Saturday, May 29, 2010

The Power of Information

You're all set to give that presentation to the big wigs today.  Your latte is steaming in its cup and the mist of freshly teflon-treated carpet creates a tingling sensation in your hands and feet.  As you step up to the front of the room, laptop flipped open and ready to project your power-point extravaganza, you realize that, even after all your preparation, you forgot one thing: INFORMATION!

If you're like millions of other corporate workers, you've found yourself in this scary scenario.  You've done so much preparation to pull off the great presentation, but you forgot to include one important thing: ...the information needed to substantiate your argument.  But don't worry, here's a few good tips to remember before making that embarrassing discovery in front of the people who are responsible for making or breaking your future.

1.  Do the math.  It doesn't really matter what kind of math you do, just do some math and write it out on your power point display and watch your audience's eyes grow wide with awe.  Whether or not your "math" has anything to do with the topic of your talk makes no difference.  Just throw up a few equations and mention how "surprised" you were when you saw this.  If you can, find an old college calculus book and just pick a few equations out of it.  If someone calls you out on your math - someone who might know about math or calculous - just dismiss your equation and say that it's nonsense.  Even showing dout in your math will help you to win over adherents.

2.  Plot a historic timeline.  No matter what anyone tells you, timelines work wonders in making broader points and instilling a sense in others that you understand the dynamics of your field of work.  What topic are you discussing today?  Make a timeline of the development of other like-minded topics.  Heck, if it comes down to it, just plot a timeline of your company's history.  When you're done going over it, ask your audience if there's anything you left out?  It can't hurt!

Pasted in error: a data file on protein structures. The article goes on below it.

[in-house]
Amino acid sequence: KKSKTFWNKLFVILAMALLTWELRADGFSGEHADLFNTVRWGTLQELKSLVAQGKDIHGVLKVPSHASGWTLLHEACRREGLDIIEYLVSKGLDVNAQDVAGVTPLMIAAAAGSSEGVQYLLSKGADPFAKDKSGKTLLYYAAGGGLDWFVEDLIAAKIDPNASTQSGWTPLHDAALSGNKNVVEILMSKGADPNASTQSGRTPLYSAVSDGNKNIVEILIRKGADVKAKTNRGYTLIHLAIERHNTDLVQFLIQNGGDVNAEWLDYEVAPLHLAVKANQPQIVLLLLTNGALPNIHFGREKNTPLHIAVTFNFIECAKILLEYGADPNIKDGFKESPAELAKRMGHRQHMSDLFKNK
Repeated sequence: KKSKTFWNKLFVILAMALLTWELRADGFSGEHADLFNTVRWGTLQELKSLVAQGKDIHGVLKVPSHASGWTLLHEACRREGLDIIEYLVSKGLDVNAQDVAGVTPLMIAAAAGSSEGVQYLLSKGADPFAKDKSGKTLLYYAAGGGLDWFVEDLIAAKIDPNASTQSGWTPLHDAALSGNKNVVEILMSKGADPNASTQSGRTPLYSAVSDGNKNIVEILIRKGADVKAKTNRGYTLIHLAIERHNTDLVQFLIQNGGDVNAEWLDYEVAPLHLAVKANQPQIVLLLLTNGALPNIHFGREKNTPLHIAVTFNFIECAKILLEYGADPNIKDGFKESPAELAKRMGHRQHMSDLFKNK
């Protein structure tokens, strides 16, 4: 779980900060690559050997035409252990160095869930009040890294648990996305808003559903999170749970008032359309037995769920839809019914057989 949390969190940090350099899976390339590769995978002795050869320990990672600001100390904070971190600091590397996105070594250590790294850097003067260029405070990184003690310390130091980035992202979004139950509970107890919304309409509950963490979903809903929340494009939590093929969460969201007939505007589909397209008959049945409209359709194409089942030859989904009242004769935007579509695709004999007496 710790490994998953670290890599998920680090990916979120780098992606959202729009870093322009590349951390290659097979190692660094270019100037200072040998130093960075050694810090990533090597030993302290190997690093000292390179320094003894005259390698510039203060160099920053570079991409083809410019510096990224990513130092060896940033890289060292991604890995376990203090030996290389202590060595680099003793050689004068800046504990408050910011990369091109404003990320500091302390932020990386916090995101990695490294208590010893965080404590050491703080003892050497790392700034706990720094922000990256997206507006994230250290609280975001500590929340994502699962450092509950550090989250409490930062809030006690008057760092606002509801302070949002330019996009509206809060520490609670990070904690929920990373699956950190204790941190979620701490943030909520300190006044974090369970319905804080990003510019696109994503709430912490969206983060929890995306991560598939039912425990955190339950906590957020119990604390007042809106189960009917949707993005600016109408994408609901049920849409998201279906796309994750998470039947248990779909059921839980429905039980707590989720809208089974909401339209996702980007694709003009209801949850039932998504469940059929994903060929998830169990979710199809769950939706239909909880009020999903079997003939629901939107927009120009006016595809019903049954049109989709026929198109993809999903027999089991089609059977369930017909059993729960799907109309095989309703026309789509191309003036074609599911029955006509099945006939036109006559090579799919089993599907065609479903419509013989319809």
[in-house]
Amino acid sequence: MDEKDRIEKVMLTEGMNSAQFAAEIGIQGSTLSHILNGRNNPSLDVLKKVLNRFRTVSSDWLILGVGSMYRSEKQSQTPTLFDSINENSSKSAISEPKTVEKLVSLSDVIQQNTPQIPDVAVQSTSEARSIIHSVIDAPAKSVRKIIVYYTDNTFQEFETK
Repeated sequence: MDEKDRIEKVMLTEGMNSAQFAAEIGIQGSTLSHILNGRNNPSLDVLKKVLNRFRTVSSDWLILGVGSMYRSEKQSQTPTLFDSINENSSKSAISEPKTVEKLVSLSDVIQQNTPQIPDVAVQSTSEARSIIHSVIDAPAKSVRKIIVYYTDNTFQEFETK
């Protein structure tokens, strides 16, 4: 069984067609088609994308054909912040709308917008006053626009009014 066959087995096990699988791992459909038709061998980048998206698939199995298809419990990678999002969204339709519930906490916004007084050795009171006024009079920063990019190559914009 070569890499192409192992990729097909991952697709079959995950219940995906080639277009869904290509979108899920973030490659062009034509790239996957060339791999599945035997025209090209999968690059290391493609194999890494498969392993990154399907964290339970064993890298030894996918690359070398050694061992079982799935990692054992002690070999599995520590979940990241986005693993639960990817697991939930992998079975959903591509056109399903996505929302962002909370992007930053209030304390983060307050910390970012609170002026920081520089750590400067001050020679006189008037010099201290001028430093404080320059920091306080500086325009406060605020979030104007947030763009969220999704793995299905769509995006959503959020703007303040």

3.  Talk about emergent technologies.  Whatever company you work for, chances are it's already behind in the technology curve.  This is inevitable.  As soon as a company incorporates itself, it already has formed its paradigms of operation and will quickly fall behind the future demands of a changing technological landscape.  Anticipating future technologies will elevate your presentation from the static and historical to the futuristic and implausible.  Be creative in anticipating where you company will be 2000 years from now!

4.  Collect data and present it.  Data, no matter where it's collected or in what manifestation, will form the core of your presentation.  To pull off an expert presentation, you need data (information) and lots of it!  So pull in whatever data you can find and display it in whatever way you can.  Do you have an old graph you've been meaning to use?  Throw it out there and see if it sticks!  Do you have a flowchart your friend gave you a few years back?  Remove all the content and then screen it - then see what your audience comes up with when filling it out on their own!  Data is critical to forming a good presentation, so whatever you do, when the chips are down, throw some data out there and hit 'em where it counts!

Good luck!

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